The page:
Drugs

Are California Coyotes High on Mushrooms?

There are some strange goings on in North California. Okay, that's not unusual, but this time it involves coyotes who could be tripping on 'shrooms.

Photo Credit: Wikimedia Commons

There are strange goings on in Marin County, just across the Golden Gate Bridge from San Francisco. Local media are reporting repeated instances of coyotes behaving oddly, staring at and then charging at cars on the Pacific Coast Highway near the beach town of Bolinas and Stinson Beach, and one of the explanations offered—and not discounted—is that they are high on "magic" mushrooms.

According to the local Pacific Sun:

 A coyote has taken to staring down automobile drivers as they drive through this twisting, turning section of highway, before attacking the car and then skulking off back into the wilderness. The coyote runs up to the cars, usually at night, forcing drivers to stop as the beast stares and sniffs around the vehicle.

The coyote “attacks” have happened a bunch of times, to enough people, to warrant calls to figure out what’s going on with the animal. Or, animals, as the latest grist out of Bolinas has it that there are now two coyotes acting a little weird, or a lot weird: Drive-by coyote stare-downs have now become part of the normative experience for a Bolinas-based individual who makes numerous nighttime airport runs every week. We are not identifying this individual, who fears retribution at the vengeful paws of these bushy-tailed beasts. He would only say, “It’s a terrifying, yet beautiful thing to behold.”

The coyote could be "tripping its tail off," the paper speculated, adding that, "The cars would therefore be some sort of coyote vision, a dark vision of human interlopers, who must be stopped before the rents get any higher in West Marin. That would be kind of cool."

The psychedelic mushroom amanita muscaria (fly agaric) grows wild in the cow pastures of West Marin County, and coyotes have been photographed eating them. The speckled, red-capped fungus is believed to be the one Alice in Wonderland eats before she goes through the looking glass.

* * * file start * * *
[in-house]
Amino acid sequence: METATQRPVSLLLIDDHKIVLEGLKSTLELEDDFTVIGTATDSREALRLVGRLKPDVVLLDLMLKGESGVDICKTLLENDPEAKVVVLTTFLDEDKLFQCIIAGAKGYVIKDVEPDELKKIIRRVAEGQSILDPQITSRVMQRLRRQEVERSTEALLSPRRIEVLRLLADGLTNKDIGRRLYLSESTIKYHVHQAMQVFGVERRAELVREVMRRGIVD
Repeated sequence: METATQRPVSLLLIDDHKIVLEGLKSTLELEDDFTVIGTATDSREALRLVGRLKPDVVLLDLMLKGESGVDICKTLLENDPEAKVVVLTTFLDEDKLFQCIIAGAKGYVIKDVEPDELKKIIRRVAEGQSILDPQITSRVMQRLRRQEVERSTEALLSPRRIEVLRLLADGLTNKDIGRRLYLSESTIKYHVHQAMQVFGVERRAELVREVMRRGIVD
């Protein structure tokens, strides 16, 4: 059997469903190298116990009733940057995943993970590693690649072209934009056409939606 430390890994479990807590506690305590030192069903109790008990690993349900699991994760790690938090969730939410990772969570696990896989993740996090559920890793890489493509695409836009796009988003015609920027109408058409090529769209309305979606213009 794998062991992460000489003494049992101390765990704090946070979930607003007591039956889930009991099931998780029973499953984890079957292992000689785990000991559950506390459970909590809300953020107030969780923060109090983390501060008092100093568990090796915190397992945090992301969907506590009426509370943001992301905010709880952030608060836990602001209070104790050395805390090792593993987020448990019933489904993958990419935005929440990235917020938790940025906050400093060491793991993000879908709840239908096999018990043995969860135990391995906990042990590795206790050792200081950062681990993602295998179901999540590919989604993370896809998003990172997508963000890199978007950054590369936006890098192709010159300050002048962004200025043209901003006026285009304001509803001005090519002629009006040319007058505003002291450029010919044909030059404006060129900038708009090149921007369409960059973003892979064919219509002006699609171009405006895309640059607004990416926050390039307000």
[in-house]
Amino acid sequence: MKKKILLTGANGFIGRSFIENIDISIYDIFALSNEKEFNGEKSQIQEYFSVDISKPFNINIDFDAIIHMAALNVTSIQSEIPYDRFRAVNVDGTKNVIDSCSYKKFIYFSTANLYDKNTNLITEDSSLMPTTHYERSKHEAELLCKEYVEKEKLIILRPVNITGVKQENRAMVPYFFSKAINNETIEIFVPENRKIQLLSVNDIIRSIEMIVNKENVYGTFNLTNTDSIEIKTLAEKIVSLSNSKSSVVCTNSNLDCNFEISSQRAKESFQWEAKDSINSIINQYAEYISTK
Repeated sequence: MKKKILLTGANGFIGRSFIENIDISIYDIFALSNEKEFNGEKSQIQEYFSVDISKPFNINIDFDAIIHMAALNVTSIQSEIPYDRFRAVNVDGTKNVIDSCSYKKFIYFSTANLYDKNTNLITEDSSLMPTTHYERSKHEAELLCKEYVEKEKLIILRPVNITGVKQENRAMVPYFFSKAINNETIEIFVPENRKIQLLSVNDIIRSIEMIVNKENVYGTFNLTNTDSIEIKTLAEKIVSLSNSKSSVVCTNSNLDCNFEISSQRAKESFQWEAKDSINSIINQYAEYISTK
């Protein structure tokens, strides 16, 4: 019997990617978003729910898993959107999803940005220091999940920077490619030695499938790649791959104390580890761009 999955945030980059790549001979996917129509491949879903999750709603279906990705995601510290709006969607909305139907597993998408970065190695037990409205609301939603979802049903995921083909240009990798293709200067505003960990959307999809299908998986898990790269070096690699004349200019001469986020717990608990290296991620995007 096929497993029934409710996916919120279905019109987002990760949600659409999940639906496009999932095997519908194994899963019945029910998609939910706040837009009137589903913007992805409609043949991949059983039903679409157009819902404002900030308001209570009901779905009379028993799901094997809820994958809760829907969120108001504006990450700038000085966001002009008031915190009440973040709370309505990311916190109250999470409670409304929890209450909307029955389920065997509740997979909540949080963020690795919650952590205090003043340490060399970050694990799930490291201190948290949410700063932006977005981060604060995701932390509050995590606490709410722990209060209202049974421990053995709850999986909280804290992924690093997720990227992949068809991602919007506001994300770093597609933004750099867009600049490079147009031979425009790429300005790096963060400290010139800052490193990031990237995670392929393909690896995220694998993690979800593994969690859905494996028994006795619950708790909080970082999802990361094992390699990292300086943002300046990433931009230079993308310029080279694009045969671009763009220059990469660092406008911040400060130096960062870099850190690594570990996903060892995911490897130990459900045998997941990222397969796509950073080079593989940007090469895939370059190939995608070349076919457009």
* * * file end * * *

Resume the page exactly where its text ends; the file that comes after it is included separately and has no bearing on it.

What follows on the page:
Amanita muscaria has a long history of shamanic use in Siberia and Northern Europe, as well as Indian and Iran, where it was once considered a sacred hallucinogen. But it's not just Siberian shamans who have a taste for 'shrooms; both coyotes and domestic dogs are known to eat them and, like humans, can suffer "neurological excitability," seizures, and even death from poisonous ones. Now, local animal welfare workers are counseling dog owners on how to keep their pets away from them.

Coyotes on 'shrooms may be the most intriguing theory for the weird animal behavior, but it's not the only one. Rabies was considered by animal welfare workers, but then discounted, since it is rare in the region and infected animals usually die quickly. But the psycho coyotes have been being spotted for weeks now.

Another possibility is that they've learned bad food habits from some human feeding them and are now chasing cars in search of a meal. But that seems like a stretch, and the notion that they're getting their canine minds blown on mushrooms is much more gratifying. Trip on, Brother Coyote. 

 

Phillip Smith is editor of the AlterNet Drug Reporter and author of the Drug War Chronicle.